"They (corporations) will do anything to boost their short-term share price, even at the expense of long-term investment and paying their workers," she says.

Diego Zuluaga, a financial policy analyst at the Cato Institute, doesn't believe we are seeing a breakdown in the capitalist system and contends that people are generally better off economically.

"I think we haven't had a period in the history of the world like the last 30 years in which the vast majority of the global population, even in the most deprived places, have suddenly and finally gained access to the most basic essentials and necessities. And that has been driven universally by liberalisation," Zuluaga says.

In this week's UpFront Arena we debate the state of capitalism with Grace Blakeley and Diego Zuluaga.

Follow UpFront on Twitter @AJUpFront and Facebook.

Source: Al Jazeera News


Popular posts from this blog

SSG Commando Muddassir Iqbal of Pakistan Army

“ Commando Muddassir Iqbal was part of the team who conducted Army Public School operation on 16 December 2014. In this video he reveals that he along with other commandos was ordered to kill the innocent children inside school, when asked why should they kill children after killing all the terrorist he was told that it would be a chance to defame Taliban and get nation on the side. He and all other commandos killed children and later Taliban was blamed.
Muddassir Iqbal has deserted the military and now he is  with mujahedeen somewhere in AF PAK border area”
For authenticity of  this tape journalists can easy reach to his home town to interview his family members or   ISPR as he reveals his army service number”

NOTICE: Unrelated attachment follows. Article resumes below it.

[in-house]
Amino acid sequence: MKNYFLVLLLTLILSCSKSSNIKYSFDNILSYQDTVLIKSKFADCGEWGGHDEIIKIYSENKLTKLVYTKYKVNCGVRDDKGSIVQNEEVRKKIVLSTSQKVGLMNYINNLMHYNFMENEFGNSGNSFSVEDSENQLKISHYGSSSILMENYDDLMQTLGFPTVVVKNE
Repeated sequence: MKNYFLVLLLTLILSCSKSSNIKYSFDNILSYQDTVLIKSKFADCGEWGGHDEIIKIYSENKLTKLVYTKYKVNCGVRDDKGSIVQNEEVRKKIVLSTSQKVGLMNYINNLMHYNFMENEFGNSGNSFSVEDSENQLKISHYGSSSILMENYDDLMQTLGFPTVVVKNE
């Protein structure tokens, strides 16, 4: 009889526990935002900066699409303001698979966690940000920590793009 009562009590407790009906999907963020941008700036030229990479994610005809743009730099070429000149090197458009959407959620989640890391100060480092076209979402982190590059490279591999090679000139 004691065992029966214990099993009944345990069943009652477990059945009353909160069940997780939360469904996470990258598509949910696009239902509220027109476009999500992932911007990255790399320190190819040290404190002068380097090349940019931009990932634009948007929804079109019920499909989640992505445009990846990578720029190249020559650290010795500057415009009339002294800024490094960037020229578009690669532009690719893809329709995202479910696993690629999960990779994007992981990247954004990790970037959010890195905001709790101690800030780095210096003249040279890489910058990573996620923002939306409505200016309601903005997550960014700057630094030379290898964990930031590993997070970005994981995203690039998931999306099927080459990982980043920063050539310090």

Asalam o Alaikum: My name is Muddassir Iqbal. My father’s name is Naimat Ali. I belong to Sialkot divison (Punjab province), my village is Shamsher Poor and district, tehsil and post office  Narowal. Unfortunately I was working in Pakistan army. I feel embarrassed to tell you …

CPEC Jobs in Pakistan, salary details

JOBS...نوکریاں چائنہ کمپنی میںPlease help the deserving persons...Salary:Salary package in China–Pakistan Economic Corridor (CPEC) in these 300,000 jobs shall be on daily wages. The details of the daily wages are as follows;Welder: Rs. 1,700 dailyHeavy Duty Driver: Rs. 1,700 dailyMason: Rs. 1,500 dailyHelper: Rs. 850 dailyElectrician: Rs. 1,700 dailySurveyor: Rs. 2,500 dailySecurity Guard: Rs. 1,600 dailyBulldozer operator: Rs. 2,200 dailyConcrete mixer machine operator: Rs. 2,000 dailyRoller operator: Rs. 2,000 dailySteel fixer: Rs. 2,200 dailyIron Shuttering fixer: Rs. 1,800 dailyAccount clerk: Rs. 2,200 dailyCarpenter: Rs. 1,700 dailyLight duty driver: Rs. 1,700 dailyLabour: Rs. 900 dailyPara Engine mechanic: Rs. 1,700 dailyPipe fitter: Rs. 1,700 dailyStorekeeper: Rs. 1,700 dailyOffice boy: Rs. 1,200 dailyExcavator operator: Rs. 2,200 dailyShovel operator: Rs. 2,200 dailyComputer operator: Rs. 2,200 dailySecurity Supervisor: Rs. 2,200 dailyCook for Chinese food: Rs. 2,000 dailyCook…

Historical relationship between Kurd and Baloch.

The Kurds are the ethnical group living in a region known as Kurdistan which is divided into Iraq, Syria, Turkey and Iran. They  are struggling for an independent region since decades and they are famous for their female guerrilla fighters.        On 25 September 2017, the referendum for an independent Kurdish region  was held in Iraq with a turn out of 72 %.   On this important occasion, the historical relation between Kurd and Baloch people is worth discussing.       When it comes to history, every nation tends to find its roots and origin. Same goes with the Baloch people. The Baloch people are always curious  about  finding their roots in history. Even if you  talk to a shepherd in Balochistan, he will be curious to talk about his  tribal or ethnical roots.      The Balochs have always conveyed the history to the next generations in different mediums like poems etc. No Baloch before 20th century had written books on  history  or origin of the Baloch nation .